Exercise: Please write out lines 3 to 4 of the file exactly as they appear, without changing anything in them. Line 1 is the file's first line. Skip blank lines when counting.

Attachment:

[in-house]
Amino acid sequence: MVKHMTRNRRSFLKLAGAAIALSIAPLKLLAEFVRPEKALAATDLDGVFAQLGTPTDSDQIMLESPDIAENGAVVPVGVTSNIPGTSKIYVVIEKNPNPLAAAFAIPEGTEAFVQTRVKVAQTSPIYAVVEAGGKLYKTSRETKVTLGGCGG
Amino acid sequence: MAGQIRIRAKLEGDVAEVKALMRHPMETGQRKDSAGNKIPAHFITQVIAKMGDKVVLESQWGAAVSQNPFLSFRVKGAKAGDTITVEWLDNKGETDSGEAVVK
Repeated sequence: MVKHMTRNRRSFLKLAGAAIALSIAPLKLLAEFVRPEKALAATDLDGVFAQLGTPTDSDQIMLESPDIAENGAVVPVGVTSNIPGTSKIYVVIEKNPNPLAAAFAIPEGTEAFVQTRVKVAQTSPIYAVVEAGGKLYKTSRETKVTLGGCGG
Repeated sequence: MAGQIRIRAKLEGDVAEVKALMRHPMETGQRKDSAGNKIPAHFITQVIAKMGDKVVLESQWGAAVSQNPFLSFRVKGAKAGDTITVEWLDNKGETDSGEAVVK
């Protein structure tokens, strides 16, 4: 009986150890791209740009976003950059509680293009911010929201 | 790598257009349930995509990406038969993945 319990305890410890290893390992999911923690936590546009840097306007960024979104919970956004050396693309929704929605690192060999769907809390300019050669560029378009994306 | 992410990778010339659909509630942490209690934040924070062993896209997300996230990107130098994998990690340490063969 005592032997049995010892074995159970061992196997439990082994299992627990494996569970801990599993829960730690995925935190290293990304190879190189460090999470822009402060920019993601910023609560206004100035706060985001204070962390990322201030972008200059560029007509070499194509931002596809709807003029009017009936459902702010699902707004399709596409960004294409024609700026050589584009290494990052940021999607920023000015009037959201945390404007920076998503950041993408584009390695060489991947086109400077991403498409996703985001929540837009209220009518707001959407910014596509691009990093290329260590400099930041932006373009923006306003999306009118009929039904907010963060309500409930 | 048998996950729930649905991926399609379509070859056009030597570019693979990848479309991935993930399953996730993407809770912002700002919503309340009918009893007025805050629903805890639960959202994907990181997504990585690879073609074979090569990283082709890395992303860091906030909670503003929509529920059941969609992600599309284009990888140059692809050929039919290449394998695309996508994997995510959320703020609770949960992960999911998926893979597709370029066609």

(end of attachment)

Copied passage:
Amino acid sequence: MAGQIRIRAKLEGDVAEVKALMRHPMETGQRKDSAGNKIPAHFITQVIAKMGDKVVLESQWGAAVSQNPFLSFRVKGAKAGDTITVEWLDNKGETDSGEAVVK
Repeated sequence: MVKHMTRNRRSFLKLAGAAIALSIAPLKLLAEFVRPEKALAATDLDGVFAQLGTPTDSDQIMLESPDIAENGAVVPVGVTSNIPGTSKIYVVIEKNPNPLAAAFAIPEGTEAFVQTRVKVAQTSPIYAVVEAGGKLYKTSRETKVTLGGCGG